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Selective Barriers to Horizontal Gene Transfer

Periodic Reporting for period 4 - EVOLHGT (Selective Barriers to Horizontal Gene Transfer)

Reporting period: 2019-10-01 to 2020-05-31

Horizontal gene transfer (HGT) is a form of genic inheritance that occurs between individuals in a population or between species rather than from parent to offspring. HGT is most prevalent in bacteria, where it is an important source of novel metabolic pathways, pathogenicity factors, and antibiotic resistance. In spite of the importance of HGT, we understand little about the evolutionary barriers to HGT. This project takes a systematic experimental approach to elucidate factors that select for or against horizontally transferred genes by quantifying intrinsic selection acting on newly transferred genes, by experimentally transferring and expressing several hundred genes across species boundaries. We will be able to systematically classify genes as resistant or permissive to transfer, examine the effect of the function and position in metabolic and regulatory networks on resistance to transfer, as well as identify any genes with substantial intrinsic benefits.

We have identified, by introducing genes from Salmonella to Escherichia coli, a number of important factors that act as selective barriers to horizontal gene transfer. The most important factors were gene dosage sensitivity, protein disordered regions and the growth environments. In the first instance we were able to show that genes sensitive to expression imbalances showed significant deleterious effects upon transfer and those insensitive to imbalances in expression were either neutral or only mildly deleterious. Secondly, we discovered that genes with more protein disordered regions were more likely to be deleterious. This results is interesting, as to our knowledge, this had never been suggested or demonstrated. However, it is still unclear why this might be. One suggestion, is that these disordered regions give give rise to miss-folding of proteins that then become toxic in the cell, although this has yet to be demonstrated. Lastly we endeavoured to understand the role of the environment in determining fitness effects of newly transferred genes, one aspect that might effect fitness but can not be detected bioinformatically but only through direct experiments. We were able to show that a gene's fitness effect upon transfer is significantly dependent on the environment. Interestingly the most volatile genes (i.e. those showing the largest changes in fitness between environments) where genes of intermediate fitness effects, with those at the extremes being less effected by the environment. In addition, we failed to find any effect of some commonly proposed genic properties, e.g. codon usage, gene function, and divergence. Our ability to test these hypotheses was the result of a fast high throughput protocol that was able to measure very small fitness effects (s ~ 0.00001) which was previously not possible experimentally. With this approach the possibility of measure thousands of genes or transfers between many species is now possible.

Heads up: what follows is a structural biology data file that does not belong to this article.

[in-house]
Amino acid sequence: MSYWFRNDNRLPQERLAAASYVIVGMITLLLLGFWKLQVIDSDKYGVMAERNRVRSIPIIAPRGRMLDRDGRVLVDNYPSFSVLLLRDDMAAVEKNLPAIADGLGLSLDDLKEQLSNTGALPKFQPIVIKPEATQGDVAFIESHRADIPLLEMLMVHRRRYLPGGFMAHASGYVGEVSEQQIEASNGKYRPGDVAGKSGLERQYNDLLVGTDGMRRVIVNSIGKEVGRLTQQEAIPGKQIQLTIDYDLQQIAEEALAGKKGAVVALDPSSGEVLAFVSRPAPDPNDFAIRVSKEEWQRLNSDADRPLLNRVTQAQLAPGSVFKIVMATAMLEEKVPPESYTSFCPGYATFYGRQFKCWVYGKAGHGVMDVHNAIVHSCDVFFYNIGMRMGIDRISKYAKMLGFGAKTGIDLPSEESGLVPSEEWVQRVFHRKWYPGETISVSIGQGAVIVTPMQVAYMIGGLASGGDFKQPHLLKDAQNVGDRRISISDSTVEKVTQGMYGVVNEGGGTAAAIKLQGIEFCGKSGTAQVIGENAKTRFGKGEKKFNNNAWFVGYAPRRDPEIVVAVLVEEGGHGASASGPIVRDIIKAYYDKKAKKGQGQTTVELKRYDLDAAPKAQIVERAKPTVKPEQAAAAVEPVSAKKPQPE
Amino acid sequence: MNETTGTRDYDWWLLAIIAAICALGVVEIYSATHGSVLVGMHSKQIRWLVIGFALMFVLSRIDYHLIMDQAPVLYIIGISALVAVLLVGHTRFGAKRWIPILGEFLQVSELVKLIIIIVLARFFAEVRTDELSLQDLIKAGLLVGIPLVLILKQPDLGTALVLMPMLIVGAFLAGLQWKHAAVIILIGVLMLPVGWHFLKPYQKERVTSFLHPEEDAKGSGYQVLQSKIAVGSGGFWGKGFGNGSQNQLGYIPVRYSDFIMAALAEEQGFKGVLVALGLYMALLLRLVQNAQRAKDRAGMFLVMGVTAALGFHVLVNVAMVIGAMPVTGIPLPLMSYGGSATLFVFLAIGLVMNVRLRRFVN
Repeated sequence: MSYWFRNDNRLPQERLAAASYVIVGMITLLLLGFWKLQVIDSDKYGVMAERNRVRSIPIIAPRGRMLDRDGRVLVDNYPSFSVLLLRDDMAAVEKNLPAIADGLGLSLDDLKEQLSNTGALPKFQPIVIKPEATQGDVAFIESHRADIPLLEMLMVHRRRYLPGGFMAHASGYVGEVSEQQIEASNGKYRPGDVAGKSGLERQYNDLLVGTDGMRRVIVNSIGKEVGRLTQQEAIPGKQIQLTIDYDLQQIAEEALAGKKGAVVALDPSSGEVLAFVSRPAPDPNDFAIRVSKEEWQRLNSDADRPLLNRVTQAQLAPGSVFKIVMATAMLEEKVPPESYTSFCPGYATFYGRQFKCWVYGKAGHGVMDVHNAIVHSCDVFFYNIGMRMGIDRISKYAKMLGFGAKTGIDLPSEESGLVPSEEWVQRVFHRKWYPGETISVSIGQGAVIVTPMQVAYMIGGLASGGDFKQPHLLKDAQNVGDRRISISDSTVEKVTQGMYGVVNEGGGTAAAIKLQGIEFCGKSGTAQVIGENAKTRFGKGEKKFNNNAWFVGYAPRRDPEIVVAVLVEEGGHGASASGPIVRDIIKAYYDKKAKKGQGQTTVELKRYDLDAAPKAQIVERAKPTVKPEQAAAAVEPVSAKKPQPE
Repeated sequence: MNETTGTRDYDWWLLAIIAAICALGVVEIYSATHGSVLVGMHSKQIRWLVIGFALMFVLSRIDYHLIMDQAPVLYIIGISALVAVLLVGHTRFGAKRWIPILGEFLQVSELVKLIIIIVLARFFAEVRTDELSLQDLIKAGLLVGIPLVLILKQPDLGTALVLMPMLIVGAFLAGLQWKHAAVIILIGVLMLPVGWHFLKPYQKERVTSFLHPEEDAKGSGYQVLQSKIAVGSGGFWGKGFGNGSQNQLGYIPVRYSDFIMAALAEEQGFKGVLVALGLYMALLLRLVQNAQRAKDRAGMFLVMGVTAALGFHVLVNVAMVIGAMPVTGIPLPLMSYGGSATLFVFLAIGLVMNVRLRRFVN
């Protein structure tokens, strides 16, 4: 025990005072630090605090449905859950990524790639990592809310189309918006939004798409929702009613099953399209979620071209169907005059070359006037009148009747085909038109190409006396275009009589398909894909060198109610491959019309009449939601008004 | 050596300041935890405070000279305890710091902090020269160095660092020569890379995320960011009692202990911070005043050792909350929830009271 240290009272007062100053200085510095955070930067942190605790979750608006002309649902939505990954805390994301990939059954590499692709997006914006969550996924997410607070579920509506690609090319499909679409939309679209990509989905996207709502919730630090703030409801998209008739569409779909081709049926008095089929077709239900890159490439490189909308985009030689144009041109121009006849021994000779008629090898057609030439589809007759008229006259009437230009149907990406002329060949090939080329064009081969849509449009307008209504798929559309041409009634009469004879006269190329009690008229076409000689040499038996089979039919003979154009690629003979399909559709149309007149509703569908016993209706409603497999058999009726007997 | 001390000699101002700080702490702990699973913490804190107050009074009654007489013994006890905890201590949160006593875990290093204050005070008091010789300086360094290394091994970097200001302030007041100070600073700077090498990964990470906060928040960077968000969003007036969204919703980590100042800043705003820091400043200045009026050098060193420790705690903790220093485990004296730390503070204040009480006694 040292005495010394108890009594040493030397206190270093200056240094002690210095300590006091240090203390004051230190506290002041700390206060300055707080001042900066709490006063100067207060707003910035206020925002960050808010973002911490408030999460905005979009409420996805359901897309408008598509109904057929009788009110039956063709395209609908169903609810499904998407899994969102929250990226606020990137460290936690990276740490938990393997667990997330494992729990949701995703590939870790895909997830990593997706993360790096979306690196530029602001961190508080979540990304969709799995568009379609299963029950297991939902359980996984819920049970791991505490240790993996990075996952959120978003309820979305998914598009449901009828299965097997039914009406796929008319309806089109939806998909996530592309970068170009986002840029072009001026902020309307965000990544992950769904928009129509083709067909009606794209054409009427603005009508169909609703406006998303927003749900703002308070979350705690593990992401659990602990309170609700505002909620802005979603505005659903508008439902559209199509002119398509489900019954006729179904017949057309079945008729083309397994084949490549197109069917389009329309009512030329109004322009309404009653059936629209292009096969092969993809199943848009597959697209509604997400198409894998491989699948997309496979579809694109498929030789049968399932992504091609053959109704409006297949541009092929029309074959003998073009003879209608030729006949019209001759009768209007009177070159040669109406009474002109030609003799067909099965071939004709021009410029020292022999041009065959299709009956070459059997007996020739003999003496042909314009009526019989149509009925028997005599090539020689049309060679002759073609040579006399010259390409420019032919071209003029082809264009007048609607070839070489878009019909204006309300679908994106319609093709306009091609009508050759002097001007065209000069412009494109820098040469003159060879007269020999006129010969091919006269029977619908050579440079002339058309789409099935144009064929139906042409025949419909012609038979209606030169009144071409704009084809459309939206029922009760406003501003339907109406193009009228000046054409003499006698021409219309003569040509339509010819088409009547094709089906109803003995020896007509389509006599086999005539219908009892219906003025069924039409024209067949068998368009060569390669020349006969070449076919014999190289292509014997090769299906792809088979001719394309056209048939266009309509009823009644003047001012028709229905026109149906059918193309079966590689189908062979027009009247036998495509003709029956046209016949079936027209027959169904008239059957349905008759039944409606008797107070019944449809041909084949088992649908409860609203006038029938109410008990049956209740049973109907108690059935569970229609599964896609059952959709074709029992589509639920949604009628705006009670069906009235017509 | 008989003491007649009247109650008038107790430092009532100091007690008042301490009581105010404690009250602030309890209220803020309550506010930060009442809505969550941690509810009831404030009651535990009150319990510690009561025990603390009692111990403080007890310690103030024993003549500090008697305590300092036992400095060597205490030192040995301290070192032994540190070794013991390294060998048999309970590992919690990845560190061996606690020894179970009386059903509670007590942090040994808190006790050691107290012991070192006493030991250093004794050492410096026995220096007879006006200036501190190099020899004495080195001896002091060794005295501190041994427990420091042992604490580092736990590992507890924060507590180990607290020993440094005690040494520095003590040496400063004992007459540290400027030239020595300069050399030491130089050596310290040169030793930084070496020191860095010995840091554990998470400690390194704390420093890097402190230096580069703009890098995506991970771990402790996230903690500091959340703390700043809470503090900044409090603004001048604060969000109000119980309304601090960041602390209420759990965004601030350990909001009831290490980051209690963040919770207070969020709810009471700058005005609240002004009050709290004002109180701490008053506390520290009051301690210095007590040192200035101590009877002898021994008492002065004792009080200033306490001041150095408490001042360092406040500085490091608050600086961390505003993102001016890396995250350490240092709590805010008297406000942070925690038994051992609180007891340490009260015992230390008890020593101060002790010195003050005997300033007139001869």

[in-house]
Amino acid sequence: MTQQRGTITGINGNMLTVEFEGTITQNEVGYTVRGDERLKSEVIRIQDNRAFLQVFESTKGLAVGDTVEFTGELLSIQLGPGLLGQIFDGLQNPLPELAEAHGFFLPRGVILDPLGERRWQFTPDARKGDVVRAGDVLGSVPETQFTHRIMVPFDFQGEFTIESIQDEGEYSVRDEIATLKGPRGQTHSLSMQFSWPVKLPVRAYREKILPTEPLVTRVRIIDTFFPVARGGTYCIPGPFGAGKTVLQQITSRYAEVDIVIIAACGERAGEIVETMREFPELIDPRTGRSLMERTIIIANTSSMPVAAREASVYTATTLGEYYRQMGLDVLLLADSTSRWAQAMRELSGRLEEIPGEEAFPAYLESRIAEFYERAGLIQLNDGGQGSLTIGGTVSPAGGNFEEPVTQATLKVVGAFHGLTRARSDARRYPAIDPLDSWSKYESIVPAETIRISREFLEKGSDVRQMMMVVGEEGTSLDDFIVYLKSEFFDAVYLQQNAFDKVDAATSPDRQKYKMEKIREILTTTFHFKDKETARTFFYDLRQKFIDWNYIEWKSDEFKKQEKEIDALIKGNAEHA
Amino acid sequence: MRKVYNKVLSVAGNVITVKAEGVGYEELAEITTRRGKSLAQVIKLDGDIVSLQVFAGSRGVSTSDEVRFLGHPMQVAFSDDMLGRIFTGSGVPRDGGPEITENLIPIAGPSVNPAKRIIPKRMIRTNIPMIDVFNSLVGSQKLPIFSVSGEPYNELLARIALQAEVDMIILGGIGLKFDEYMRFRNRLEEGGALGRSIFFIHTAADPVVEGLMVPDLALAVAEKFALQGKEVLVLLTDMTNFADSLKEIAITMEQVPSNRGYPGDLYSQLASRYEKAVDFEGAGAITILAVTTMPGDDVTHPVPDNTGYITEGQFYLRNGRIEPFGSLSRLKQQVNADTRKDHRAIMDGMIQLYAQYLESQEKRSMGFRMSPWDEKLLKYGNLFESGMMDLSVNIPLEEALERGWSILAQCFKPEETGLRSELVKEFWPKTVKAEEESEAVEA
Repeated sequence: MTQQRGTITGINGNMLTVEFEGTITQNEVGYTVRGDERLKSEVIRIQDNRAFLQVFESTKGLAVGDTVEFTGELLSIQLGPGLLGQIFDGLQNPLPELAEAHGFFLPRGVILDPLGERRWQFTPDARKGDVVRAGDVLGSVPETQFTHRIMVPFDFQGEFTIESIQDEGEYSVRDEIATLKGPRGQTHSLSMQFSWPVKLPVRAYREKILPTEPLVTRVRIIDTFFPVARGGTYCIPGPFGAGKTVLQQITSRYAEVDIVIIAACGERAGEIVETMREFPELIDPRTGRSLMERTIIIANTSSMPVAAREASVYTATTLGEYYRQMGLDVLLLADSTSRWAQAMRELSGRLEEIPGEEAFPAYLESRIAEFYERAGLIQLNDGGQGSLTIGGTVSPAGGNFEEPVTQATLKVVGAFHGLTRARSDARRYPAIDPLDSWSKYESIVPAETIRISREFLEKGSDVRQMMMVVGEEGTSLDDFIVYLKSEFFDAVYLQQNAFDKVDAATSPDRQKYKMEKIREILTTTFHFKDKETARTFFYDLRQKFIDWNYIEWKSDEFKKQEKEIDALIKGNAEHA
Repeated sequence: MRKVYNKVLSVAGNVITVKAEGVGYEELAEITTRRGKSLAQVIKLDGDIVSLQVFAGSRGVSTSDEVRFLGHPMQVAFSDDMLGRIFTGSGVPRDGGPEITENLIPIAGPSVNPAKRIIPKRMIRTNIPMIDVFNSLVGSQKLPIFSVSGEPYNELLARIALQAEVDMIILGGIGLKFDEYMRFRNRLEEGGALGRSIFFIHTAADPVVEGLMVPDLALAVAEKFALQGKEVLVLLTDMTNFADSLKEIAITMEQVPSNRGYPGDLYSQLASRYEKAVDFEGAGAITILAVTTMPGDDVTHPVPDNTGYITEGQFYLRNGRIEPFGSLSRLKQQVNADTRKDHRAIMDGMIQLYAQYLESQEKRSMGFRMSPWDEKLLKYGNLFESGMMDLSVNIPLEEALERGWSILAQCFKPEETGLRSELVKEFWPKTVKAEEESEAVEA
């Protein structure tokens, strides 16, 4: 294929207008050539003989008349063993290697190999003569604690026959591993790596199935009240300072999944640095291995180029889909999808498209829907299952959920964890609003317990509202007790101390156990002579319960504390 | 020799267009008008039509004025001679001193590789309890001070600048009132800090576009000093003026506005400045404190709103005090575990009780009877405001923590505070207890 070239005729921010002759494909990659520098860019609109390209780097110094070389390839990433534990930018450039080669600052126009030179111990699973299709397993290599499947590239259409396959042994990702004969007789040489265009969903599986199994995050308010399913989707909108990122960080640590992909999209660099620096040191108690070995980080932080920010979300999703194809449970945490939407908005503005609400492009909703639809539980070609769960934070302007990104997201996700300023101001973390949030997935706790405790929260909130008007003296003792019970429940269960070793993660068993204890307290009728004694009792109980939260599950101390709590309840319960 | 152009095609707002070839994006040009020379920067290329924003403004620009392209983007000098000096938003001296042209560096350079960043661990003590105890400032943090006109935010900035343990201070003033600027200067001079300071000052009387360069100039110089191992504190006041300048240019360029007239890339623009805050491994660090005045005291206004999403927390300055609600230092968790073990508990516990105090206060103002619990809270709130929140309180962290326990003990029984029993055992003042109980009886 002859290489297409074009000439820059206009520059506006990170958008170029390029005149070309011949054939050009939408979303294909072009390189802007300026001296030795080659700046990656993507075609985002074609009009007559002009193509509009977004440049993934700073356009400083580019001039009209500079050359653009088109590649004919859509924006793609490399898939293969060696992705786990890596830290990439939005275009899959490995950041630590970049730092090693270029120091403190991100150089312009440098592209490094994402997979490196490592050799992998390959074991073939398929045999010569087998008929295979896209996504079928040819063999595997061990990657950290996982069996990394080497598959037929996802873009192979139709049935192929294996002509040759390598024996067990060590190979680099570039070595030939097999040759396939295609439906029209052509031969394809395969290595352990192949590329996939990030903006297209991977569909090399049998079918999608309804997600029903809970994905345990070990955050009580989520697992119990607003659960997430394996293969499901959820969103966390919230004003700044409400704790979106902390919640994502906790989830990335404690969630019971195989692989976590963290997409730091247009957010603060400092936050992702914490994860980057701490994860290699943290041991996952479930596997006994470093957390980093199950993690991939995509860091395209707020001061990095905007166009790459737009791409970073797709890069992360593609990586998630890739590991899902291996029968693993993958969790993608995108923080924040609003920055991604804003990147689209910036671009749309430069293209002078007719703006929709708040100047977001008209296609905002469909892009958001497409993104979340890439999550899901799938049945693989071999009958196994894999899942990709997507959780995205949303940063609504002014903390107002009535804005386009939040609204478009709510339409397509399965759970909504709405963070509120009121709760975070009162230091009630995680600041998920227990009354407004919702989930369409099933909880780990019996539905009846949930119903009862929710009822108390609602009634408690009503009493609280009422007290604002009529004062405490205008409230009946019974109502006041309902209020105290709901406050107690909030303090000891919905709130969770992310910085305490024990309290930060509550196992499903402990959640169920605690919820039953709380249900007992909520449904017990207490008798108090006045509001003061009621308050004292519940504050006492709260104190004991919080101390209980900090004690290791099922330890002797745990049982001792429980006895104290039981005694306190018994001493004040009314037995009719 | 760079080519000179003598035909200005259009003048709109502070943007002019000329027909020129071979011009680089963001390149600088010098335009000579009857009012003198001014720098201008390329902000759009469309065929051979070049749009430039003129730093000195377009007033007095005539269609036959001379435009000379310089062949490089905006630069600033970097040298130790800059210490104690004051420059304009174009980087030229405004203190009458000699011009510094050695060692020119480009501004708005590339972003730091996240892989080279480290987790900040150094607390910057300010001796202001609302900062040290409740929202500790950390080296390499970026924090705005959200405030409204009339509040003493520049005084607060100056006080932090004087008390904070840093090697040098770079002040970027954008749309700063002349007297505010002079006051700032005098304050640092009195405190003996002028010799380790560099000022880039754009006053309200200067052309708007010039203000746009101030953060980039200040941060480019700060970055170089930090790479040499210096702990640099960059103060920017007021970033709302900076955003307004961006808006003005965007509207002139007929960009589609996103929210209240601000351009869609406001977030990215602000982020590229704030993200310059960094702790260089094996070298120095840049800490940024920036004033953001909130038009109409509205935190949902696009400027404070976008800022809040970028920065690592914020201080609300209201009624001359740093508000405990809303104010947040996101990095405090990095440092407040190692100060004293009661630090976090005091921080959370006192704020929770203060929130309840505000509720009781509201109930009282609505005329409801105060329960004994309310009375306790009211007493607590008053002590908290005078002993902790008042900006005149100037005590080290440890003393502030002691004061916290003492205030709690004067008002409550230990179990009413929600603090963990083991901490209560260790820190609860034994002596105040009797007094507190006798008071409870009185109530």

This research has important implications for understanding the spread of antibiotic resistance and pathogenicity factors that have an important impact on public health, agriculture, and our economy.
In the initial phase of the project we have developed a high throughput protocol for measuring fitness using flow cytometry. With this system we are able to measure very small fitness effects of transferred genes (s<10-5). Construction of this system involved engineering Escherichia coli backgrounds that are marked with different fluorescent markers. To date we have created plasmid constructs for 93 Salmonella typhimurium and Escherichia coli genes that are used to artificially transfer them to a new host and measure the fitness impacts. Using these constructs we have measured the fitness consequences of transferring these genes and find that factors such as gene length, gene dosage, and whether a gene is involved in information processing are significant barriers to horizontal gene transfer (HGT). In addition, we have evaluated the fitness effects of these newly transferred genes in six different environments that a routinely experienced by E. coli. We find that informational genes tend to be more deleterious than operational genes but that this is highly dependent on the environment, suggesting the environment plays a critical role if the probability of a successful HGT event. We are currently preparing these results for two publications in high profile journals.
The project has produced the first of a kind systematic analysis of factors that influence horizontal gene transfer (HGT). The impact of work so far lies in fundamentally understanding barriers to HGT, which has implications for increasing our basic scientific understanding, but also understanding factors (e.g. the environment) that may affect our public health strategies for curtailing the horizontal spread of antimicrobial resistance factors, pathogenicity factors, and toxins. In addition, understanding the spread of these factors has important implications for the economic burden imposed on human agriculture by horizontal gene transfer.
The image shows the different stages involved in horizontal gene transfer.